What’s New With YOU?
Updates from congregations around the church of the Lutheran Confession
But now, thus says the Lord, who created you, O Jacob, And He who formed you, O Israel:
“Fear not, for I have redeemed you; I have called you by your name; You are Mine. When you
pass through the waters, I will be with you; And through the rivers, they shall not overflow you.
When you walk through the fire, you shall not be burned, Nor shall the flame scorch you. For I
am the Lord your God, The Holy One of Israel, your Savior.” (Isaiah 43:1-3)
There was no plan to build a new church. In the early morning hours of July 4, 1971, lightning struck one of the two distinctive steeples of Immanuel Evangelical Lutheran Church in Mankato, Minnesota. The fire that followed engulfed the beautiful sanctuary. By the time the sun began to dawn, the roof had collapsed and the bells that would have been ringing to mark the beginning of worship that morning were trapped in rubble in the basement.
In one night, the Lord had taken the third edition (built in 1913) of Immanuel by fire and laid the responsibility upon the members of that church to build a fourth sanctuary. Immediate steps were taken to secure temporary quarters in which to hold services. On the very morning of the fire, a service was held at the Mankato High School auditorium. Services were held in that auditorium each Sunday thereafter until October 22, 1972, when the members of Immanuel returned to their church building even though it was not quite complete.
On September 1, 1971, the congregation approved a plan by Mr. Richard Rice, an architect in Mankato, to rebuild the church. The plan retained the old basement, the old walls, and the towers. On October 7, 1971, the first workmen appeared on the scene to begin the huge task of clearing the burned rubble. We acknowledge the many Immanuel members, young and old, men and women, who took part in the rough and dirty work of salvaging and clearing the mountain of rubble, so that they could save what could be saved. Work had to be done to protect the furnace from the weather so that classes could still be held in the brand-new attached school building. Many members at that time remember cold and dirty people chipping mortar from frozen brick, shoveling ashes, and cleaning out nails from joists that were to be reused. This was indeed a labor of love—they could have no other reason for doing what they did.
As you come up the steps into the church from Second Street, you will find on the right two date stones. The top one marks the work that was done in 1971-1972 in reconstructing the church. Below that is a large date stone which commemorates the building of the first church on this property. On the northwest corner of the large tower, you will find the date stone of the church that burned. It is indeed unusual to have three date stones in one building. The 1884 date stone marks the confessional position that Immanuel Congregation took in a period of unionism. The letters U.A.C. stand there as a public acknowledgment that this congregation held to the Unaltered Augsburg Confession. The other date stones, 1913 and 1972, indicate that the Lord has been with this congregation in preserving this confessional position by providing four houses of worship on this corner.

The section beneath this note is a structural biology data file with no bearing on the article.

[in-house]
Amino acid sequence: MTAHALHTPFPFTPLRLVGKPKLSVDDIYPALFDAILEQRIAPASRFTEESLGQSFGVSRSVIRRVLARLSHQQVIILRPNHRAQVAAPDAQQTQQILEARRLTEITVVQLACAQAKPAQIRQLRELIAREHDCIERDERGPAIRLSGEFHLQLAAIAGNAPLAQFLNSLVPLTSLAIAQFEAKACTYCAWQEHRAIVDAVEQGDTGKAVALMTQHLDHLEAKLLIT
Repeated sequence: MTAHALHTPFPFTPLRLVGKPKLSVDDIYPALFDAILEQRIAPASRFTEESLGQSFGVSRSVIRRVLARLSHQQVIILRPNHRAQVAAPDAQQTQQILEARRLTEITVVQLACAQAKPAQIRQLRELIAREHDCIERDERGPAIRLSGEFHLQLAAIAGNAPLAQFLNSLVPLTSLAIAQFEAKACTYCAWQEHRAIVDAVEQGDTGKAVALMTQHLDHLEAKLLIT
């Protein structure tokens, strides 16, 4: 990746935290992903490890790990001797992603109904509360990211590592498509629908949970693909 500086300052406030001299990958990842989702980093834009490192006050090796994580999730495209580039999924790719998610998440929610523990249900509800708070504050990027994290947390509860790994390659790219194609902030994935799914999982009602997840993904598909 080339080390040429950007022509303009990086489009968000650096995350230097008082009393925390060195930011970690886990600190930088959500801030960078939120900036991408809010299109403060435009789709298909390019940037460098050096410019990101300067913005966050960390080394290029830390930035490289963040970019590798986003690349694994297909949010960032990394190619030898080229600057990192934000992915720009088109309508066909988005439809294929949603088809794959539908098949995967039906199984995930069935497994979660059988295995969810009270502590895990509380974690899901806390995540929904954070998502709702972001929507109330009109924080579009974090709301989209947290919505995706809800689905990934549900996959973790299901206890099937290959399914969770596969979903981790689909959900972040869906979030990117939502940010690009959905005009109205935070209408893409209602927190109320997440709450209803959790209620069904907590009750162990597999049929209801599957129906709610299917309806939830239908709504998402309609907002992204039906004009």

As you look above the altar, you see a cross that catches the eyes of all who worship here. It is of special interest because the timbers from which this cross was made were in the 1913 church. Those who saw the fire-damaged building will remember the huge 12×12 timbers that ran from one steel truss to another, high in the sky. It is from these charred purlins that our cross has been made. It stands there as a constant reminder to us of the heartache we experienced when our precious building burned, but especially of God’s continuing love to us in Jesus Christ, in spite of all earthly changes.
We praise and thank God for the work that He accomplished through His people of rebuilding this marvelous house of worship so that we too may hear of His wonderful grace and mercy in sending His Son Jesus Christ to suffer and die to take away all of our sins. May this building ever be a testament to the love of our great Savior, Immanuel, “God with us.”
Joseph Naumann is associate pastor of Immanuel Lutheran Church of Mankato, Minnesota. His article is adapted from a 1972 commemorative bulletin entitled “From Ashes to Honor.”